A DARETON woman accused of killing one of her five children has spoken of the “massive relief” after a murder charge was withdrawn by the Office of the Director of Public Prosecutions this week.
Thirty-three-year-old Tracey Sneddon yesterday said it was “a horrible moment” when she was accused of killing her nine-month-old son Elijah Dowdy and now it was time to move on and enjoy life.
Ms Sneddon was due to return to court in August when a post-mortem report and a crime scene officer’s statement were to be filed to complete the police brief of evidence.
However, on Tuesday this week, the Office of the Department of Public Prosecutions withdrew the murder charge “because there was no reasonable prospect of conviction on the available evidence”.
Elijah was taken to Mildura Base Hospital after being found unresponsive at the family’s semi-rural property in October 2017.
In a critical condition, he was flown to the Royal Children’s Hospital in Melbourne where he died the following day.
Ms Sneddon was charged with the boy’s murder in April last year and remained in custody until her release earlier this year.
Yesterday she said the decision to drop the murder charge came “out of the blue” and she now wanted to make up for lost time.
She said being accused of having killed one of her own children was something she would “definitely” never get over.
“I was devastated to know that my name was put out there in the start,” she said.
“But it’s now time to move on and enjoy life, catch up with my children and go on a big holiday with the family.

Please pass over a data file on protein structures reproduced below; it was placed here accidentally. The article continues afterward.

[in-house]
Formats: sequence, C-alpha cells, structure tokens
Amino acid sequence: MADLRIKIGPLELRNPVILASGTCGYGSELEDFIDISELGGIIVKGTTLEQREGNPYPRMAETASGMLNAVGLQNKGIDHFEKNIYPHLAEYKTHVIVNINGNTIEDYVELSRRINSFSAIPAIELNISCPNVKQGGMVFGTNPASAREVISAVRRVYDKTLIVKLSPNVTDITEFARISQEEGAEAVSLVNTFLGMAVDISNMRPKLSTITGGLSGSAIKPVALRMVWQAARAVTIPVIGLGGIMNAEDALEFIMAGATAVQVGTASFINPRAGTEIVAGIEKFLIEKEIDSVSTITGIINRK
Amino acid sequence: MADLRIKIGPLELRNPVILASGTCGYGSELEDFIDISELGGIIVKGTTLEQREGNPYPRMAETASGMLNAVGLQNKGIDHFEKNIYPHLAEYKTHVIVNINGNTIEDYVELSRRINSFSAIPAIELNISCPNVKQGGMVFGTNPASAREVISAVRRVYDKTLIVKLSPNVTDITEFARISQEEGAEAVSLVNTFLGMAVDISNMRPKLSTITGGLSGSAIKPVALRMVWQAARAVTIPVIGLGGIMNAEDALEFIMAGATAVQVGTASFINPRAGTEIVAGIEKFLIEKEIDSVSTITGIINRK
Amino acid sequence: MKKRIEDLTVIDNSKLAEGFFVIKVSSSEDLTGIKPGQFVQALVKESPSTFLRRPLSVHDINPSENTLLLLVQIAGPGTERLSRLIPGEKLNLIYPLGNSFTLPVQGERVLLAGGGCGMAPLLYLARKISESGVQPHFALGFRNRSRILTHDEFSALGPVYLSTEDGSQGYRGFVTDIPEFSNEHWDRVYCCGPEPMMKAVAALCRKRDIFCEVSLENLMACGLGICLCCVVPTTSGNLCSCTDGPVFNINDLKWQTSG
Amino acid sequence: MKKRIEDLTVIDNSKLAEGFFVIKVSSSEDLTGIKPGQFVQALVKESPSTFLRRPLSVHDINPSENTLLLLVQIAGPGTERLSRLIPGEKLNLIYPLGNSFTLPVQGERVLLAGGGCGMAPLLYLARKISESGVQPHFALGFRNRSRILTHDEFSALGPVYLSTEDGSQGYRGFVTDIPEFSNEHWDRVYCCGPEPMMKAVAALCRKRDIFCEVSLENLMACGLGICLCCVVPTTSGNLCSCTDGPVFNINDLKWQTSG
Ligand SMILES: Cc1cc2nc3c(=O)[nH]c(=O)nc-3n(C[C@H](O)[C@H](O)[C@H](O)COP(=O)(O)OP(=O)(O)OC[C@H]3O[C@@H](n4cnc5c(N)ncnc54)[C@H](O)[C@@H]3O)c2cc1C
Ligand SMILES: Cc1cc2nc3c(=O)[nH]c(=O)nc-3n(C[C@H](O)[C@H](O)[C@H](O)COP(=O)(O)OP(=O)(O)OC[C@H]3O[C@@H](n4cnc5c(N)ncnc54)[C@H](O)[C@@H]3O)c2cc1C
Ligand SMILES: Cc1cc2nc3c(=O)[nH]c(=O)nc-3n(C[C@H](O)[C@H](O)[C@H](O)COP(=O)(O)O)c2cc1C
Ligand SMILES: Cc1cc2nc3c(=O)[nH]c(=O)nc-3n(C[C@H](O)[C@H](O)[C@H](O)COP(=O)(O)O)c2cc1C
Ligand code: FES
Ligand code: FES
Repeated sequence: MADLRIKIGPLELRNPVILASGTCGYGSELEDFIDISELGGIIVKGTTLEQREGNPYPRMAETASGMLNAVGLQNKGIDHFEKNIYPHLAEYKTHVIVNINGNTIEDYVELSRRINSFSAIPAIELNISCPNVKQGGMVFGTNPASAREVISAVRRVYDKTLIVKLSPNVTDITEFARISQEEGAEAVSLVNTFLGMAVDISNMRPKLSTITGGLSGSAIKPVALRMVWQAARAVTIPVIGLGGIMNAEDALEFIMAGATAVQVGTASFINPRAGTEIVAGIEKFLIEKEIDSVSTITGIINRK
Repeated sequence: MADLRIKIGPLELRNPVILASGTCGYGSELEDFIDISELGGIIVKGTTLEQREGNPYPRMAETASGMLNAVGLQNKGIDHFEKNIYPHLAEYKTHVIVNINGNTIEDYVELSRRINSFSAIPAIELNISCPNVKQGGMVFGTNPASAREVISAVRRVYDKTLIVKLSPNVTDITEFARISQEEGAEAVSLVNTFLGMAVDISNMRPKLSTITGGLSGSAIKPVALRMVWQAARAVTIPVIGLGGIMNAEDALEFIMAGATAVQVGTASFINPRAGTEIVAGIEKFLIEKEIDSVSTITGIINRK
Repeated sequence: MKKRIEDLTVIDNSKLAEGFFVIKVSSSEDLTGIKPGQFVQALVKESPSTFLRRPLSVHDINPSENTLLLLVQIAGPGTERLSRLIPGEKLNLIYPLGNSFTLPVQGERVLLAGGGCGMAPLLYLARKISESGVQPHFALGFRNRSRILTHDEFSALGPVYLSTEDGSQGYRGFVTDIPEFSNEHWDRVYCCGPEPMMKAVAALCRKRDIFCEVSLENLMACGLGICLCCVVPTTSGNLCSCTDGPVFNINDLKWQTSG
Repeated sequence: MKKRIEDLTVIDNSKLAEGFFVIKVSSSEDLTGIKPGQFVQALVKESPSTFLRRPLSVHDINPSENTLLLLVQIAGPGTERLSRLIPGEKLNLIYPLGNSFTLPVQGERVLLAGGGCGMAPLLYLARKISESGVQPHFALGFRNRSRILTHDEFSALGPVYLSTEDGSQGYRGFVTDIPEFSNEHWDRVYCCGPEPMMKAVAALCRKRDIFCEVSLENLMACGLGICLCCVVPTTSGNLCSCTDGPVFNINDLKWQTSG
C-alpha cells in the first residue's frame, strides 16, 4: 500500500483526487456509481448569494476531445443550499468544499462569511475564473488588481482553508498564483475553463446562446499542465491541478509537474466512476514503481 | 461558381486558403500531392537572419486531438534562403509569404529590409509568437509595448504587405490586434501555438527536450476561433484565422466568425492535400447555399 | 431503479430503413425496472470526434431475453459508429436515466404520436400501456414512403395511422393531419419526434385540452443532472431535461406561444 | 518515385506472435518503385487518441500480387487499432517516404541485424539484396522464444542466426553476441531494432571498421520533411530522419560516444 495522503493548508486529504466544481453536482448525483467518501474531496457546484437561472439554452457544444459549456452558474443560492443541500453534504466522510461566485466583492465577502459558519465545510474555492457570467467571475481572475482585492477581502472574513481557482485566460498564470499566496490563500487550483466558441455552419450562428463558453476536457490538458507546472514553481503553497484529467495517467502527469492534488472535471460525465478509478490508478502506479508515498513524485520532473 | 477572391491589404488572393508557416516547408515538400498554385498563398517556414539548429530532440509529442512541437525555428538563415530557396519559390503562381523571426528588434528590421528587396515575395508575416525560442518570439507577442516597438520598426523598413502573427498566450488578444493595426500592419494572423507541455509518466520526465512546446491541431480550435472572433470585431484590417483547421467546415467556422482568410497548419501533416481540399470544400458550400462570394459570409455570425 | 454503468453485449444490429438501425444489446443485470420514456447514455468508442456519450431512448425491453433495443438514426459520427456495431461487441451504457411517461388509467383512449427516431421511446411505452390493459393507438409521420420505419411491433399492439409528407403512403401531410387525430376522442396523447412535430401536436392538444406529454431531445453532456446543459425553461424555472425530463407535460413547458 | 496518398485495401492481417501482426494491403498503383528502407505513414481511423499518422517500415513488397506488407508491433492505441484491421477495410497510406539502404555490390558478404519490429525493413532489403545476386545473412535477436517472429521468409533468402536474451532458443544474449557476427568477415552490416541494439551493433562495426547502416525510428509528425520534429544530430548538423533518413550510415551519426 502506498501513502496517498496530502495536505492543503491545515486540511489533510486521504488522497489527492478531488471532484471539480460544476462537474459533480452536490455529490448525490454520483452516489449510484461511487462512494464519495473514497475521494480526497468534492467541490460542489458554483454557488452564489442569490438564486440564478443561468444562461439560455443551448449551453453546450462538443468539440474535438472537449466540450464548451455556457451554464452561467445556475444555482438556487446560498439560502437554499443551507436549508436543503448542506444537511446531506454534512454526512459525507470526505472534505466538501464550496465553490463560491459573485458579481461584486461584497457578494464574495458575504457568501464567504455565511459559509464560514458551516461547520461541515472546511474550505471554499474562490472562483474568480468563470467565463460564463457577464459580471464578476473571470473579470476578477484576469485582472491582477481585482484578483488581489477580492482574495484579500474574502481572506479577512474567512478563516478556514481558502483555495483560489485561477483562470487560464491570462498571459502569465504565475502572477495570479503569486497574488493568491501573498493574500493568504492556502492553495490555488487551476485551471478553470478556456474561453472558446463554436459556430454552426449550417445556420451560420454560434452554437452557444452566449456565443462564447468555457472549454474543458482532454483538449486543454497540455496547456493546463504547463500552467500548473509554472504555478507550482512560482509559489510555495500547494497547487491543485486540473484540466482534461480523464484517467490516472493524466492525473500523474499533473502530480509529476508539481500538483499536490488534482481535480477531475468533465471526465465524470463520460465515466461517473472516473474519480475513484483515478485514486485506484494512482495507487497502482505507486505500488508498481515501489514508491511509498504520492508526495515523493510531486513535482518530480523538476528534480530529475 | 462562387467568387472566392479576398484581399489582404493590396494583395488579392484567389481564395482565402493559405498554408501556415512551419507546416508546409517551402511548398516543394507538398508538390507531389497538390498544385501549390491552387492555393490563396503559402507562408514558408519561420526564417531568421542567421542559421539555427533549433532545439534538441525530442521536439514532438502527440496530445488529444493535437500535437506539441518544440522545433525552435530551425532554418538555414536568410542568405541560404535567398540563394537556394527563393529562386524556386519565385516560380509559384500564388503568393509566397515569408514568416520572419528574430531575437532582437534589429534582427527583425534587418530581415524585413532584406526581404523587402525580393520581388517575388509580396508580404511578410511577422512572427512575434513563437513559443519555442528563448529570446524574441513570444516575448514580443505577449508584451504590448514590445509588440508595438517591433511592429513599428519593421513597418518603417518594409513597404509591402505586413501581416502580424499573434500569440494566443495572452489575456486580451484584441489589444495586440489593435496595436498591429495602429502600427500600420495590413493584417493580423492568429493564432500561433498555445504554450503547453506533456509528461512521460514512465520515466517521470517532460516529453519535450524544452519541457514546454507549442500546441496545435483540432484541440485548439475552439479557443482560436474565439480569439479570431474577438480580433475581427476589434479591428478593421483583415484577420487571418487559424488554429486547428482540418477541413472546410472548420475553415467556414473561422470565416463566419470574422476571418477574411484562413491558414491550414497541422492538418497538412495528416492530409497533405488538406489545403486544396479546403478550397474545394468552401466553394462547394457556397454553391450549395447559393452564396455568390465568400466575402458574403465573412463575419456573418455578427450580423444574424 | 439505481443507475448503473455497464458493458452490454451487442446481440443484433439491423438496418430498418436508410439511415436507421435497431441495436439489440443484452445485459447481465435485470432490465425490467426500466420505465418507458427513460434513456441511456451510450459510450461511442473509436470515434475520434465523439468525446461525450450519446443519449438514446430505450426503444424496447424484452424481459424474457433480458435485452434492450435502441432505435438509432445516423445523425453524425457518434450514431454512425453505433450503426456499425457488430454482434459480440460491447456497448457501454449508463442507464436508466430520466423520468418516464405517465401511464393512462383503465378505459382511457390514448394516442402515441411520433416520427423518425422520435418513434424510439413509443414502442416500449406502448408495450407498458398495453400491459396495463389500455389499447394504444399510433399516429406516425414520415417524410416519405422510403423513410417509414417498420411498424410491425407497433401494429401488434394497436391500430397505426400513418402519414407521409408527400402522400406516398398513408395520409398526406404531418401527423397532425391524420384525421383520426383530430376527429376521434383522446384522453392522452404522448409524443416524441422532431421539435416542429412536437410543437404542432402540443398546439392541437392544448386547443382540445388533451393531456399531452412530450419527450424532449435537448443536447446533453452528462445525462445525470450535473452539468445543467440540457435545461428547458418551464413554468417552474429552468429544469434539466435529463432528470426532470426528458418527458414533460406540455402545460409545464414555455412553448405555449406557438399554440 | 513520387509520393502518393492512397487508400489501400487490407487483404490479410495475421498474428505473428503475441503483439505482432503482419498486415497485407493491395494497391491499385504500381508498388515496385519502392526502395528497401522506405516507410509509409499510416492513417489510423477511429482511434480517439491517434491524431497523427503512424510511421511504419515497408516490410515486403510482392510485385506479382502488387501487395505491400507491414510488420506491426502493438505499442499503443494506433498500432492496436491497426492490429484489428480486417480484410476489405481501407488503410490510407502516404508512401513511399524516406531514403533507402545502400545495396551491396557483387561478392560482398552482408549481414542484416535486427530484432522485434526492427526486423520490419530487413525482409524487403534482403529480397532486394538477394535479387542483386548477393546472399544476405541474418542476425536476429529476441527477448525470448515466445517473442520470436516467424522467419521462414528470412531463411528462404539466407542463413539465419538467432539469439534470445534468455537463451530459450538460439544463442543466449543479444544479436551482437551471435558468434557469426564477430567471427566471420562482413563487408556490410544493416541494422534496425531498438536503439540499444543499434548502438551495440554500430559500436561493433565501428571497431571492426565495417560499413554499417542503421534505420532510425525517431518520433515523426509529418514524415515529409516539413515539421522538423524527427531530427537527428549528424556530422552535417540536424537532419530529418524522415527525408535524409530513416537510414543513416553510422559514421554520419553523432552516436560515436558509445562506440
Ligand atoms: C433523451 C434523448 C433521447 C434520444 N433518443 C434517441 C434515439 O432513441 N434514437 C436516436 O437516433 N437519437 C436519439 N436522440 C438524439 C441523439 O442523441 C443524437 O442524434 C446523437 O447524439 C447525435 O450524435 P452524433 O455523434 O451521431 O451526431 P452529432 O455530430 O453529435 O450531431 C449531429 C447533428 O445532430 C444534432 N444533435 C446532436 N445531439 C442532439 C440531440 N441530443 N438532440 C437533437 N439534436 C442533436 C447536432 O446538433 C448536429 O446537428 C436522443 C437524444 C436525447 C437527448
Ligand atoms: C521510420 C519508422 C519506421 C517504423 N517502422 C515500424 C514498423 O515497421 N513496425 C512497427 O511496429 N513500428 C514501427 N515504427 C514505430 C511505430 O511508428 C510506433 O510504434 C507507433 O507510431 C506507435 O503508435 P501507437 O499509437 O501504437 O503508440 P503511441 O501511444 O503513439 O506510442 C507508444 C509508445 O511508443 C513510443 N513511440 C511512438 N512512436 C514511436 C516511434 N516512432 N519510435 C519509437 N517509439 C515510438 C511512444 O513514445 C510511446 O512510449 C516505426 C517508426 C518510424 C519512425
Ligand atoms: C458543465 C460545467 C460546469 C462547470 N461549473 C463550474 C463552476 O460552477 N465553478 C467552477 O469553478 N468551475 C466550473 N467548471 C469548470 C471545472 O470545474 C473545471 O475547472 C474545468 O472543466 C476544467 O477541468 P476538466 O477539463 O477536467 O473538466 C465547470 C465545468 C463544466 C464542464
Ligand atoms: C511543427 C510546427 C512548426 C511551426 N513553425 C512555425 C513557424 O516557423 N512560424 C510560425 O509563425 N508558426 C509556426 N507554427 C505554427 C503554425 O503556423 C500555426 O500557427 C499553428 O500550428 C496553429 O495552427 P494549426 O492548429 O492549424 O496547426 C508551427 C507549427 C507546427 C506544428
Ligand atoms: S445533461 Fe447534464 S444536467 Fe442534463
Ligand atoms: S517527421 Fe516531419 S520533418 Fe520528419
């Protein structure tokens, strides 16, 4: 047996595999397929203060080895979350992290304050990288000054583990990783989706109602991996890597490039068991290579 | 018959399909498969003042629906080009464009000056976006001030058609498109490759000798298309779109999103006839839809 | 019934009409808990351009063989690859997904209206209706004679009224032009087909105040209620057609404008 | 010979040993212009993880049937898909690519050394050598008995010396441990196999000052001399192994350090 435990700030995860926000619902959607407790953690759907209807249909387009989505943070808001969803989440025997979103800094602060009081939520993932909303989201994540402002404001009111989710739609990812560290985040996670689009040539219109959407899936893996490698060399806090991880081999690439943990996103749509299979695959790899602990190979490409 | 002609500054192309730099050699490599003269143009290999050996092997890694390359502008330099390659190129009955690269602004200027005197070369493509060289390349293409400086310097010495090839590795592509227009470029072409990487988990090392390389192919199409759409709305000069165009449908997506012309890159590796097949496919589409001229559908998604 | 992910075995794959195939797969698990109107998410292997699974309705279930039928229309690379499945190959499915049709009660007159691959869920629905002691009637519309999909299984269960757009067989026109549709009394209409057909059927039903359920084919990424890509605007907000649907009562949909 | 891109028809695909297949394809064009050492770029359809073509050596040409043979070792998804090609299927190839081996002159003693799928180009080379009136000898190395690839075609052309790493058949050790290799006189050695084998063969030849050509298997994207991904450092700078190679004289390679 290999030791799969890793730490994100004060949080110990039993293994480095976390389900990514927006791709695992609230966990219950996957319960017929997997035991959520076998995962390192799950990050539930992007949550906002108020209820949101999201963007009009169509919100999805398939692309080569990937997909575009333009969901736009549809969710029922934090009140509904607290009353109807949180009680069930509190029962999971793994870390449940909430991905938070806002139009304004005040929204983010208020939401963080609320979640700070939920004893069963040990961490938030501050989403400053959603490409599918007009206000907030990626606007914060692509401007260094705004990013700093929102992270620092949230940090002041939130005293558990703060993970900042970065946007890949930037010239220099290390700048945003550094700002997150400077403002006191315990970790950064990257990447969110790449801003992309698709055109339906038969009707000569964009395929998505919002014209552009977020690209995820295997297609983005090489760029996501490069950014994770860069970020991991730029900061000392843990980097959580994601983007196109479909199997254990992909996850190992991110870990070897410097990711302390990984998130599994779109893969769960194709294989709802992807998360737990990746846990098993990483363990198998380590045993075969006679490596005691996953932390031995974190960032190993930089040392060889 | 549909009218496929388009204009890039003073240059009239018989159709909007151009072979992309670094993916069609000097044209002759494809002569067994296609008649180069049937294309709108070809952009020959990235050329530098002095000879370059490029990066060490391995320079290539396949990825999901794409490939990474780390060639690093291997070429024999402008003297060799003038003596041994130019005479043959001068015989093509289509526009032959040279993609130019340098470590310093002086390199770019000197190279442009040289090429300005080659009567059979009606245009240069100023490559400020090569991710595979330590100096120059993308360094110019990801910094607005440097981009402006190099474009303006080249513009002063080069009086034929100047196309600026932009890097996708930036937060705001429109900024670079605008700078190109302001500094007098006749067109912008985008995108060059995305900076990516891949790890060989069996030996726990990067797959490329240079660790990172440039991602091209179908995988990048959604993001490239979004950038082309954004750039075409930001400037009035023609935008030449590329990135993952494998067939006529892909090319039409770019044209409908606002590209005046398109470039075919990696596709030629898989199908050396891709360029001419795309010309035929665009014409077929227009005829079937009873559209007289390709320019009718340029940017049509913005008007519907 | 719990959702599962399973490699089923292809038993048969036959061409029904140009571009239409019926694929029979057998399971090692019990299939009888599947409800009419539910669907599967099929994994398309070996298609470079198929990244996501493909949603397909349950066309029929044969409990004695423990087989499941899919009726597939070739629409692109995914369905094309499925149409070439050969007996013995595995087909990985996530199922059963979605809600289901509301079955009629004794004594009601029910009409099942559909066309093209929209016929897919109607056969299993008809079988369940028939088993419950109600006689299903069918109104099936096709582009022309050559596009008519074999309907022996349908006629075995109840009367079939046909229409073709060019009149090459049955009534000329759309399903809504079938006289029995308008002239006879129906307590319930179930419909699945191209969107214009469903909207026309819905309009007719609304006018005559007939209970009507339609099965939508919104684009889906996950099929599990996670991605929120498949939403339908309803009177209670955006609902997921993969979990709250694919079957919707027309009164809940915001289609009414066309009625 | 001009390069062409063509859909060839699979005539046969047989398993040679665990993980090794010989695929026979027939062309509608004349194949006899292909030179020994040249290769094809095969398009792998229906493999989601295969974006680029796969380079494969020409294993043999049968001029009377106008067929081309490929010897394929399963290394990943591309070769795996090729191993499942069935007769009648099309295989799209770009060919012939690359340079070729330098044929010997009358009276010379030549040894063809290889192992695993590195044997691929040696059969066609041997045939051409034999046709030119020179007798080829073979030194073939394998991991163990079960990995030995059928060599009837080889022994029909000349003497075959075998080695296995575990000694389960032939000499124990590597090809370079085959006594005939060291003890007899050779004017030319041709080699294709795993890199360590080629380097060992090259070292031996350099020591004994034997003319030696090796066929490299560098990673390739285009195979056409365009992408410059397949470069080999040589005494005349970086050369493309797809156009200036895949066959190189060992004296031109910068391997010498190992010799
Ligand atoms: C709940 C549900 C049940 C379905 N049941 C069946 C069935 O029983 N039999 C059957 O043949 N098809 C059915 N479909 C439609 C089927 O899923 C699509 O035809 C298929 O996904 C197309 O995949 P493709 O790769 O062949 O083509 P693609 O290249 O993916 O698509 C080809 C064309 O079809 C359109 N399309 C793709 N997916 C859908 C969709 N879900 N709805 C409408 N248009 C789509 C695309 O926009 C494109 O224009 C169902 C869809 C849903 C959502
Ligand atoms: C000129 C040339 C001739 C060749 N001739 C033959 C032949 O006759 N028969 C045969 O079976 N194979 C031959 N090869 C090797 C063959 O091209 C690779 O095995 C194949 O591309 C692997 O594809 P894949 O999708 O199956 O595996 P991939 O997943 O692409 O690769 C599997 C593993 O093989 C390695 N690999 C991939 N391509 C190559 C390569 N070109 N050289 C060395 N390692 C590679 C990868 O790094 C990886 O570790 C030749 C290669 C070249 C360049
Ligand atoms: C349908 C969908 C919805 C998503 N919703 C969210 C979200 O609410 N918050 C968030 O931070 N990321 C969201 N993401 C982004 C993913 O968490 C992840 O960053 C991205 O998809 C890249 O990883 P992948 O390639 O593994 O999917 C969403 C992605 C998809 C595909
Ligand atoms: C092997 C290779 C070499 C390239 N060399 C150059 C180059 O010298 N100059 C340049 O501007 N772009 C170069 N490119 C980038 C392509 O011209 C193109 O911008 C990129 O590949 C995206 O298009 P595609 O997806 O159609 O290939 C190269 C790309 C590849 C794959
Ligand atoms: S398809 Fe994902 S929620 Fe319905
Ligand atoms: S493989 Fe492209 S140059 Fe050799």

“It has brought us all much closer together – it shows how much you lose when you’ve lost them and how much you want to gain back time with them.”
Ms Sneddon said she and her partner Timothy Dowdy and four children, aged from three to eight, went out on Tuesday night for a celebratory dinner.
But she said the knowledge that the family was not complete remained difficult.
“It’s very hard without Elijah and I definitely think about him every day,” she said.
“But I’ve got lots of support and four beautiful loving kids.”
A hearing at the Broken Hill Local Court in June last year was told Elijah suffered a fractured skull, bruising to his eyes and face, severe brain swelling and bleeding around the spinal cord.
The court heard the injuries were consistent with “shaking” and blunt force trauma.
Ms Sneddon maintained that Elijah’s fatal injuries were caused by his then 22-month-old brother, however prosecutors had argued that expert evidence made its case a strong one.
The court heard a medical expert found a toddler would not have had the strength or coordination to inflict the injuries.
Prosecutors said the case against Ms Sneddon was strengthened by her behaviour after Elijah was taken to hospital, including her gathering clothing and towels to put in the washing machine instead of accepting an offer by paramedics to accompany the child in the ambulance.
Ms Sneddon’s counsel Robert Hoyles said Elijah’s older brother “had been rough” with him in the past and his client looked after her children without incident for several months between Elijah’s death and her arrest.
He said the case against his client relied solely on circumstantial evidence.
Before the murder charge was dropped this week, Magistrate Michelle Goodwin had said the case against Ms Sneddon would proceed “with great haste” to the Supreme Court.
This story appears in Saturday's Sunraysia Daily, 8/6/2019. To subscribe to our Digital Edition, click here